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Discerning customers drive demand for West Coast butter

Press Release – Westland Milk Products

New Zealand sales of Westgold butter have just soared past the three million mark, on the back of a consumer shift towards more natural fats.24 October, 2018

New Zealand sales of Westgold butter have just soared past the three million mark, on the back of a consumer shift towards more natural fats.

Produced in Hokitika by Westland Milk Products, Westgold is marketed as the ‘everyday gourmet butter’. It appeared in nearly a quarter of Kiwi fridges last year, and Westgold’s salted butter was the third most purchased butter in North Island New World supermarkets, according to recent Nielsen data.

The three million sales milestone has been achieved in just three years, following the product’s domestic launch in 2015. Westgold has only two ingredients – cream and salt.

Recent reports indicate that demand for butter, cream and other dairy-rich products continues to increase globally, in line with consumers’ renewed taste for natural fats.

International retail butter sales are expected to expand by 2.9 percent to (US) $19.4 billion in 2018, outpacing the 1.9 percent growth in sales volumes, according to Euromonitor International.

Westland General Manager Marketing and Innovation Hamish Yates says discerning consumers appreciate the fact that not all butter is created equal.

“Globally, we are seeing an increasing consumer demand for natural, wholesome foods, and a return to the simplicity that products such as butter offer,” says Hamish.

“Westland is proudly owned by our shareholders, the vast majority of whom farm on the West Coast.

“The West Coast has New Zealand’s highest proportion of jersey and jersey-cross cows, which are renowned for producing milk high in butterfat. We think this, combined with our traditional churning technique, helps make Westgold butter so special.

“We also find that there is a real appeal for the West Coast from North Island customers, who associate the region’s rugged beauty with a more natural product,” adds Hamish.

One of Westland’s farmer shareholders is John Marshall. Along with his partner Anna, John milks 180 cows on their 152-hectare farm in Moana, situated 30 minutes inland from Greymouth. Their milk is used to produce Westgold butter.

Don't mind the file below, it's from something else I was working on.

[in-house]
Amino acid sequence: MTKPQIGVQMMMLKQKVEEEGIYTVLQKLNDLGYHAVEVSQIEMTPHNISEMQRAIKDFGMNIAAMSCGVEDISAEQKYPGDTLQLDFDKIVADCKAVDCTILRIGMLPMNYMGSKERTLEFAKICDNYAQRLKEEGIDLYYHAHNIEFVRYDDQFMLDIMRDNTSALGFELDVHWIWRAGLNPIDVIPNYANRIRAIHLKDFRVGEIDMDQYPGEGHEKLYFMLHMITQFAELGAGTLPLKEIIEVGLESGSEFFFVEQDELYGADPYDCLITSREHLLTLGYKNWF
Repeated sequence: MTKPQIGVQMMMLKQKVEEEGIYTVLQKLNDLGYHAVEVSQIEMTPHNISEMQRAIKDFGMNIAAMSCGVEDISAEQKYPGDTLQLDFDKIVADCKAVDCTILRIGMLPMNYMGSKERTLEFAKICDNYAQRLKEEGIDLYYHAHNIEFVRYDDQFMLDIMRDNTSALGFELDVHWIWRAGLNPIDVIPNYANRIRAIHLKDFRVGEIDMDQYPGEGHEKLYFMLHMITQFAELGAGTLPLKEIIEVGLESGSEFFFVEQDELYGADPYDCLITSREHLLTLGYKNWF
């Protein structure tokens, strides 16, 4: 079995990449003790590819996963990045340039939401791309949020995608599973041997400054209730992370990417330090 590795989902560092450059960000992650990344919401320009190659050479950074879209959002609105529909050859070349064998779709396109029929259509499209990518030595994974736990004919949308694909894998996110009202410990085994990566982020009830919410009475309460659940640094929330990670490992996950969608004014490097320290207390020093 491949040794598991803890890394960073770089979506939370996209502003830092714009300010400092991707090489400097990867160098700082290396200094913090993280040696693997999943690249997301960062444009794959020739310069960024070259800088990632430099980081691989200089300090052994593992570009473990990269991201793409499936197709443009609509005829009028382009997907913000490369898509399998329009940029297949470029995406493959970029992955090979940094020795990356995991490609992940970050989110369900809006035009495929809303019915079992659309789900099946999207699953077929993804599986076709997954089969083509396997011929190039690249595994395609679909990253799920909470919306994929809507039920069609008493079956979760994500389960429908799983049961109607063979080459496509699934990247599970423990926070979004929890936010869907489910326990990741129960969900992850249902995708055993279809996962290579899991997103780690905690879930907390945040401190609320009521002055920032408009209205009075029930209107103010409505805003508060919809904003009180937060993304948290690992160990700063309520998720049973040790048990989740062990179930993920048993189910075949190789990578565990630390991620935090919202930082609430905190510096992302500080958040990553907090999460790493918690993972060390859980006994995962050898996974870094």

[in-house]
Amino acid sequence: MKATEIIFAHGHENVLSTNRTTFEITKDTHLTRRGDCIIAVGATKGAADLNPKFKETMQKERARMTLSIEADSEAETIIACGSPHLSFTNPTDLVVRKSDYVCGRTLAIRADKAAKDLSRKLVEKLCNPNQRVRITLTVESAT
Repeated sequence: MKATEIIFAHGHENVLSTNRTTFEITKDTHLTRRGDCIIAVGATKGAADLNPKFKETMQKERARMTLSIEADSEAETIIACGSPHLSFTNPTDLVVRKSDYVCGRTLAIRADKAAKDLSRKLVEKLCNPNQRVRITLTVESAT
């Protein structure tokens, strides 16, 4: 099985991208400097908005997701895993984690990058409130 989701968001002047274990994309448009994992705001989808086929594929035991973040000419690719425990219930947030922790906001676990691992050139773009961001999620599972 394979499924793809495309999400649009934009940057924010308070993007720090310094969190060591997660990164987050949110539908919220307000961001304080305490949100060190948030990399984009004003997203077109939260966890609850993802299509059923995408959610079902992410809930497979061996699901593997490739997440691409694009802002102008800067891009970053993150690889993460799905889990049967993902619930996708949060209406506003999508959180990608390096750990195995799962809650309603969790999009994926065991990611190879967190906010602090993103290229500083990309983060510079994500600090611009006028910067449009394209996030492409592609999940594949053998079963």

“There is a sense of pride and ownership in seeing the end product on the shelves, and knowing that you helped play a large part in its success,” says John.

“Westgold’s three million milestone was achieved extremely quickly, which just goes to show the consumer demand is there. It’s an amazing achievement in a highly competitive, commoditised market.”

Environmental sustainability is core to the Marshall’s farming system.

“Quality, lush pasture is key to producing premium dairy products,” says John. “We prefer to run a biological system which, while not organic, is largely free from sprays and chemical fertilisers. This is part of our commitment to limit our impact on the environment.”

Westgold is produced in Hokitika using the Fritz Churn process, which is derived from traditional batch-churning methods.

Westland’s butter makers have spent an average of 20,000 hours, or 10 years, producing butter – with one staff member making butter for more than 50 years.

Butter Production Manager Dean Robinson, who has just marked 30 years’ service, says the company has more accumulated knowledge than any other butter producers in the country.

“We have a strong tradition of making butter on the West Coast that dates back to 1893,” says Dean.

“The process has been refined over generations to become both an art and a science. We combine modern facilities with traditional craftsmanship to produce a premium product.

“After making butter for so many years everyone has developed an eye for it and instinctively knows when it is right, without relying on automation.”

Westgold was first launched in 2004 as an export consumer brand. More than eight million blocks are sold into international markets each year, including Australia, China, Singapore, South Korea and Azerbaijan. This figure is set to increase with the development of new markets and product sizes to meet growing consumer demand.

ENDS

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